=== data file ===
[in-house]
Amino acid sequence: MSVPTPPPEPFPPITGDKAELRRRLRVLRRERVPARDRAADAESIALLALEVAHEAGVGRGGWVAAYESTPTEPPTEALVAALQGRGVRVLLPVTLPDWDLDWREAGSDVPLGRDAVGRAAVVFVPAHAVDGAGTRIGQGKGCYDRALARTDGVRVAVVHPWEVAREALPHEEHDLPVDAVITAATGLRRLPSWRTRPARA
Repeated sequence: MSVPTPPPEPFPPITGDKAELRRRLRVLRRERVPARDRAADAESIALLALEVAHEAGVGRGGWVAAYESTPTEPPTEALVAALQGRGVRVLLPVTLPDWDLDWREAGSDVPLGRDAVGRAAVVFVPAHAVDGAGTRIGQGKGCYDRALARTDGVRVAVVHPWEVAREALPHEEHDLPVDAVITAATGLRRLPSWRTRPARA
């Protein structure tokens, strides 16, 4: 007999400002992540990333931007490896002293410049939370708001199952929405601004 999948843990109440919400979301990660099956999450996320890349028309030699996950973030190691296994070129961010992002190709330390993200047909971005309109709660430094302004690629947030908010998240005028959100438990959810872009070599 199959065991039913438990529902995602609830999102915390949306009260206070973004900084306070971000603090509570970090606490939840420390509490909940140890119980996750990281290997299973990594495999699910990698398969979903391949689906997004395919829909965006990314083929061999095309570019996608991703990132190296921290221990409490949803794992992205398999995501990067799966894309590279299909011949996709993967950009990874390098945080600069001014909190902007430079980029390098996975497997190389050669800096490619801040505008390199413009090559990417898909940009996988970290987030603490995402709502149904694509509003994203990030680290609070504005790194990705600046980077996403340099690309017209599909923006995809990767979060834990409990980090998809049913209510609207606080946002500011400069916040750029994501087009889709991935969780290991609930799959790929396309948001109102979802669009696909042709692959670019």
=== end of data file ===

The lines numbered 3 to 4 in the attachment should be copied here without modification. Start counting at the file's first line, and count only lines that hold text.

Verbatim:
Repeated sequence: MSVPTPPPEPFPPITGDKAELRRRLRVLRRERVPARDRAADAESIALLALEVAHEAGVGRGGWVAAYESTPTEPPTEALVAALQGRGVRVLLPVTLPDWDLDWREAGSDVPLGRDAVGRAAVVFVPAHAVDGAGTRIGQGKGCYDRALARTDGVRVAVVHPWEVAREALPHEEHDLPVDAVITAATGLRRLPSWRTRPARA
């Protein structure tokens, strides 16, 4: 007999400002992540990333931007490896002293410049939370708001199952929405601004 999948843990109440919400979301990660099956999450996320890349028309030699996950973030190691296994070129961010992002190709330390993200047909971005309109709660430094302004690629947030908010998240005028959100438990959810872009070599 199959065991039913438990529902995602609830999102915390949306009260206070973004900084306070971000603090509570970090606490939840420390509490909940140890119980996750990281290997299973990594495999699910990698398969979903391949689906997004395919829909965006990314083929061999095309570019996608991703990132190296921290221990409490949803794992992205398999995501990067799966894309590279299909011949996709993967950009990874390098945080600069001014909190902007430079980029390098996975497997190389050669800096490619801040505008390199413009090559990417898909940009996988970290987030603490995402709502149904694509509003994203990030680290609070504005790194990705600046980077996403340099690309017209599909923006995809990767979060834990409990980090998809049913209510609207606080946002500011400069916040750029994501087009889709991935969780290991609930799959790929396309948001109102979802669009696909042709692959670019």